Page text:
To do any job well, you need the proper tools. The same goes for genealogical research. And even more so when you are sharing your information. Properly writing your genealogy (whether you publish it in print or electronically) is critically important. Not only do you want your readers to have faith in your research, you want them to clearly understand what you are saying so that your research is not misinterpreted.
Below are what I consider to be five essential resources for writing your family history. They are on my most-accessed shelf of books. They are presented in alphabetical order.
The Chicago Manual of Style
University of Chicago Press
Now in its sixteenth edition, CMS is the Bible for writers and editors. It is the ultimate reference work. It will help you with the mechanics of writing: grammar and style. It will also show you what thing to include in a printed work. The print version is available on Amazon.com for $35.97. There is also an online version for $35.00/year.
Evidence Explained: Citing History Sources from Artifacts to Cyberspace
Elizabeth Shown Mills
The second edition of this seminal work is an encyclopedia of sources. The materials we use for genealogical research often do not fit into standard manuals like CMS. EE picks up where CMS leaves off. The examples in EE are intended as a guideline for your personal research, and can be easily modified to fit our specific needs. Evidence Explained is available from the Genealogical Publishing Company for $59.95.
Genealogical Writing in the 21st Century: A Guide to Register Style and More
Michael J. Leclerc and Henry B. Hoff, editors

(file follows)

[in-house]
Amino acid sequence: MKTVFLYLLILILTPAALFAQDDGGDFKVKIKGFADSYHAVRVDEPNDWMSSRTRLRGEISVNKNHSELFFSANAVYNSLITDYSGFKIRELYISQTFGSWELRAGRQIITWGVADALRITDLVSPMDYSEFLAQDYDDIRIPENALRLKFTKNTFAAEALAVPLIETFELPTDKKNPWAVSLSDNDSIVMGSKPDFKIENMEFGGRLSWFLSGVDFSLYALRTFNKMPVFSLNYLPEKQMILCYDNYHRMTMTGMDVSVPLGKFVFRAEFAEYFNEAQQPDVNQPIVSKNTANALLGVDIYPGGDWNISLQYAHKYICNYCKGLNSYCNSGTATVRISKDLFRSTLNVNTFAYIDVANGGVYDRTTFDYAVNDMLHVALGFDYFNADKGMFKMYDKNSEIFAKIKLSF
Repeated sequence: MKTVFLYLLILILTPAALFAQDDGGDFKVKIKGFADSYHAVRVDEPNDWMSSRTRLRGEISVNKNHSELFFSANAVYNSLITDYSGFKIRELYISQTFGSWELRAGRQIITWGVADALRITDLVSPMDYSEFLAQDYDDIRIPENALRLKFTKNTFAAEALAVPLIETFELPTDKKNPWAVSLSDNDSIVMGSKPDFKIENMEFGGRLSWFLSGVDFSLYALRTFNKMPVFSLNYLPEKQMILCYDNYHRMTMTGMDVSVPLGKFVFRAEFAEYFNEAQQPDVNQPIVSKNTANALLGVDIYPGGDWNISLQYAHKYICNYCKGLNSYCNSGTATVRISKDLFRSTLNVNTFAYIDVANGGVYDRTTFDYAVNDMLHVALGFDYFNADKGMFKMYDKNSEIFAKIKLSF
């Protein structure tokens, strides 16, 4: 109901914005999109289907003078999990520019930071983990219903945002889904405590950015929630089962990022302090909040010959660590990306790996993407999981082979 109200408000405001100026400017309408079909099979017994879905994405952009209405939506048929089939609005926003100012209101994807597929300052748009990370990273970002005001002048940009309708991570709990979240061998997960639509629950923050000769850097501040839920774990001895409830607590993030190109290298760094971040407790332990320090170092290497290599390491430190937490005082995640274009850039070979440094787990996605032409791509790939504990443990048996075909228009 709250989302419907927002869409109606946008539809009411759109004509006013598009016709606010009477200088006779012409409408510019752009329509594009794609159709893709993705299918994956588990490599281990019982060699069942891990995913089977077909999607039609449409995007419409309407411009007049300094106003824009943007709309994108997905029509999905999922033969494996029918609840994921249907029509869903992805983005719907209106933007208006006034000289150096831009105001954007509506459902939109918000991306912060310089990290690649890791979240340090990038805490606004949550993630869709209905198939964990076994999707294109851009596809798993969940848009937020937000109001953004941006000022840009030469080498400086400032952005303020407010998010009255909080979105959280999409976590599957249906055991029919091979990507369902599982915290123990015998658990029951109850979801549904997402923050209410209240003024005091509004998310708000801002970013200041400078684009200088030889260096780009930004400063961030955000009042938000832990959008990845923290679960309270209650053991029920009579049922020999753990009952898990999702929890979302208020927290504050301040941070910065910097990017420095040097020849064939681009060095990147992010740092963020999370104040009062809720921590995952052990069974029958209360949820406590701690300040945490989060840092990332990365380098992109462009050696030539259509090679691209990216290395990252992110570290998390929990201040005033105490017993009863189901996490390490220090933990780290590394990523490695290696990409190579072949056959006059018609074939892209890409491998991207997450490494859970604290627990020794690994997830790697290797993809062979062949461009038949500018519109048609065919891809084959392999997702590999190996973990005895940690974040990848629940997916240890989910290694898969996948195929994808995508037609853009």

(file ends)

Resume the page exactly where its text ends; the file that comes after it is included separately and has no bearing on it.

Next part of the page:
I worked on this book while on the publications staff at the New England Historic Genealogical Society. The seven chapters cover writing for print as well as electronic vehicles. There is also a section on how to write your family history using Microsoft Word. There are also helpful appendixes with commonly used symbols and abbreviations in the field. It is available from NEHGS for $11.95.
Numbering Your Genealogy: Basic Systems, Complex Families, and International Kin
Elizabeth Shown Mills, editor
Joan Ferris Curran, Madilyn Coen Crane, and John H. Wray, authors
Revised in 2008, this is an excellent explanation of the basic systems for both ascending and descending genealogies. In addition, there is a discussion of complex families, such as step relationships and adoptions. The issues surrounding relatives who did not immigrate are also discussed. It is available from the National Genealogical Society in print for $17 ($14 for NGS members) and as a PDF download for $10 ($7 for NGS members).
Producing a Quality Family History
Patricia Law Hatcher
Hatcher’s credentials for authoring this book are impressive. She is the author or editor of dozens of compiled genealogies. She is a Fellow of the American Society of Genealogists, and the former editor of the New York Genealogical and Biographical Record and the Pennsylvania Genealogical Magazine. Although much of the technical aspects have changed since the book was first published in 1996, the basics of writing and producing materials are the same. Her sage advice is incredible valuable, even when writing in a digital environment. It is available from Amazon.com for $11.97.